Soon the worship hour began, and there was praise and prayer, singing and dancing. The service was accompanied by an organist, a pianist, a drummer, and a saxophonist. There was some traditional gospel style in the organ playing, but it was not exactly the same as we usually hear in North Carolina. The saxophone was the first clue, but the other instruments also brought a strong jazz influence into the music. Sometimes it was gospel, sometimes gospel-jazz, and other times just plain jazz.

Later in the week, I had opportunity to hear jazz singer Arlee Leonard at St. Anna's Episcopal Church, as part of an evening of ministry to struggling musicians which included a meal and a one-stop ministry center. Her selections included Dorsey's "Precious Lord" and some other tunes that brought the gospel influence to the jazz performance. And the final line of the refrain, "lead me home," took on a special significance for the context of New Orleans evacuees who are holding out the hope to come back home.

Rev. Webster had many organizational matters to discuss with the congregation. He talked about giving and budgets and planning and development. He reminded anyone who was concerned that his travel back and forth to California was being funded in part by Churches Supporting Churches and was not coming out of their pockets. He offered comfort and support to those in need, and he heard reports from deacons, members, ministers, and guests. He recognized members living out of town who had made the trip to New Orleans that weekend. There is much to do in a short time when a congregation is as scattered at Christian Unity's.

One new member, a man recently released from prison, told how he had been on his own and alone when he walked out of the prison gate. He was homeless, and he came to Christian Unity to find some people who would care about him. In a short time, with the support of the church, he had found a job and housing, and he felt like he had a family even though his relatives are scattered around the country. It was a moment of joy for the whole congregation.

An associate minister, Rev. Audrey Johnson, was the preacher for the day. She continues to live in Humble, Texas, with her husband and family. She has recovered from cancer and a stroke, but she is doing well and showing few signs of her previous illness. Her sermon centered around the statement, "It has come to pass, but not to stay." With that theme she addressed the situations confronting everyone in the congregation. Most had seen their homes damaged or destroyed. Many who could not be present were living in other towns and cities. Jobs had been lost. Schools were closed. Some had lost loved ones. Friends had been separated. The church had been dispersed. But even though it had come to pass, it had not come to stay.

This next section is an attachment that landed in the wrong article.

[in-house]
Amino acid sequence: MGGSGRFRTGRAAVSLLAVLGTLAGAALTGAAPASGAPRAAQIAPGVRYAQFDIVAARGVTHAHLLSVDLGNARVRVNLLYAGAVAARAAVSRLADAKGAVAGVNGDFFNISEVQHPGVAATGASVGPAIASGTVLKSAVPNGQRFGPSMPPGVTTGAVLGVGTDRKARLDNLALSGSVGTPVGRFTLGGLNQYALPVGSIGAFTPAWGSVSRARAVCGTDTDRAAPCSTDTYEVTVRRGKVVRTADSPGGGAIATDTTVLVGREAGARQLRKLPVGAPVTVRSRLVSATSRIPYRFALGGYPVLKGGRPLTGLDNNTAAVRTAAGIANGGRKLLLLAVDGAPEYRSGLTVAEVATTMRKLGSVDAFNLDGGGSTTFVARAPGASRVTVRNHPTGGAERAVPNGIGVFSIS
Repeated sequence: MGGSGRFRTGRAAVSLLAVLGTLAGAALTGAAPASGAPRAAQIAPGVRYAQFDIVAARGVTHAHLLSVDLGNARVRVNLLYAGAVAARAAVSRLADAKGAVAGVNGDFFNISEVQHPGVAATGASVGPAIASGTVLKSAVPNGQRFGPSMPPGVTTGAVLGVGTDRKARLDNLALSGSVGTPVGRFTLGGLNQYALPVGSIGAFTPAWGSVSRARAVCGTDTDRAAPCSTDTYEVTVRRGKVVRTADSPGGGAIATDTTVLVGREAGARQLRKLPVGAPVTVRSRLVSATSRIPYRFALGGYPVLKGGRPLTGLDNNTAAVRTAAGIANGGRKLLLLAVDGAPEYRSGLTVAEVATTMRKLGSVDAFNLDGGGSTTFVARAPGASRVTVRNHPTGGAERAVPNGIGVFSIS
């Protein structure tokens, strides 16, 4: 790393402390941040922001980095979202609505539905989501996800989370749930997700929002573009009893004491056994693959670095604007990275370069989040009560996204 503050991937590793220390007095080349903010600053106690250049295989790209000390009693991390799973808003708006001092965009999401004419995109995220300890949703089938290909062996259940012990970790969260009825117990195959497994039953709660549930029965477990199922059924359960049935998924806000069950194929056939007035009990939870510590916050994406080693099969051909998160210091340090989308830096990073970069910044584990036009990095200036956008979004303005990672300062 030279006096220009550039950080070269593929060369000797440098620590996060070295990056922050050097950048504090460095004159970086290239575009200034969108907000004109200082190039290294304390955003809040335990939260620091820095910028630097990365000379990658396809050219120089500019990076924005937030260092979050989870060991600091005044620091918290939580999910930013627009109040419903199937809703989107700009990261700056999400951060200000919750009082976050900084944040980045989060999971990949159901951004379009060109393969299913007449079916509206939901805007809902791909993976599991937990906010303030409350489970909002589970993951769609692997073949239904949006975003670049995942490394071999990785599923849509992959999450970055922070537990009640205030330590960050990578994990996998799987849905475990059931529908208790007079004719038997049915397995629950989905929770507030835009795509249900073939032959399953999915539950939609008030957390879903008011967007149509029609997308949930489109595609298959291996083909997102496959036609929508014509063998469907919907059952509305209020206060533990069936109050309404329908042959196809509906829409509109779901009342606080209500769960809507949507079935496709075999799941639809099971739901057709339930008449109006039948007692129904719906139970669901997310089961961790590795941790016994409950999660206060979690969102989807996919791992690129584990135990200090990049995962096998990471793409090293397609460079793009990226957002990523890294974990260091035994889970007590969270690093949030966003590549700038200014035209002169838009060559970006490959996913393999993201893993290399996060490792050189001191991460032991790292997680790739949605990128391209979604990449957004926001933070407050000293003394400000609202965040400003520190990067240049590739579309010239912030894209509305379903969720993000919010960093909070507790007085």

The injustices and abuses of power would not win the day. The destruction would not be the final word. The relocation of half the city's residents would not serve the greedy plans of developers who hope they will never come back. New Orleans had suffered great devastation, but it did not come to stay. Rebuilding homes, families, friendships, economic institutions, and churches would be the answer to the devastation. Even if the Road Home becomes a Road to Nowhere, the people of Christian Unity and of New Orleans will rise again. A risen Savior offers the promise that death and destruction are not the end of the story.

She grew tired as the sermon went on, and stopped to drink some water. Then she decided that what had been said was enough. It was an emotional moment for all who listened, for we had been moved with her and by her words. Rev. Webster offered the invitation to those who were present. They listened, they hesitated, and then they came. Eight people came to unite with Christian Unity Baptist Church on that day. Some had recently returned to live in New Orleans and needed to find a church. Others had been in New Orleans for awhile, and they had felt the Holy Spirit's prodding to get back into a church. One woman said she had been "looking" for a church for forty-two years, and she had come to realize that it was time for her to be baptized and become part of a church. Half of the people who came to join brought infants and toddlers with them.

So many people were making new beginnings with God. It was a day of rejoicing and of hope. Stepping out on faith to make a new start works so much better when we do it in the company of others who will love and support us, and who will call on us with love and support. We have to be in this together, and that is the message Christian Unity Baptist Church wants to offer.
Reading the Bible in community is what some, if not all, Baptists claim is a good thing to do. Still some among Baptists prefer the jargon of individual interpretation over any authoritative role for the community. But reading in community is not primarily an issue of giving up authority to a functionary leader; rather, it is an issue of reading in the context of a specific place and time. The context of a specific place and time emerges through the voices of the community.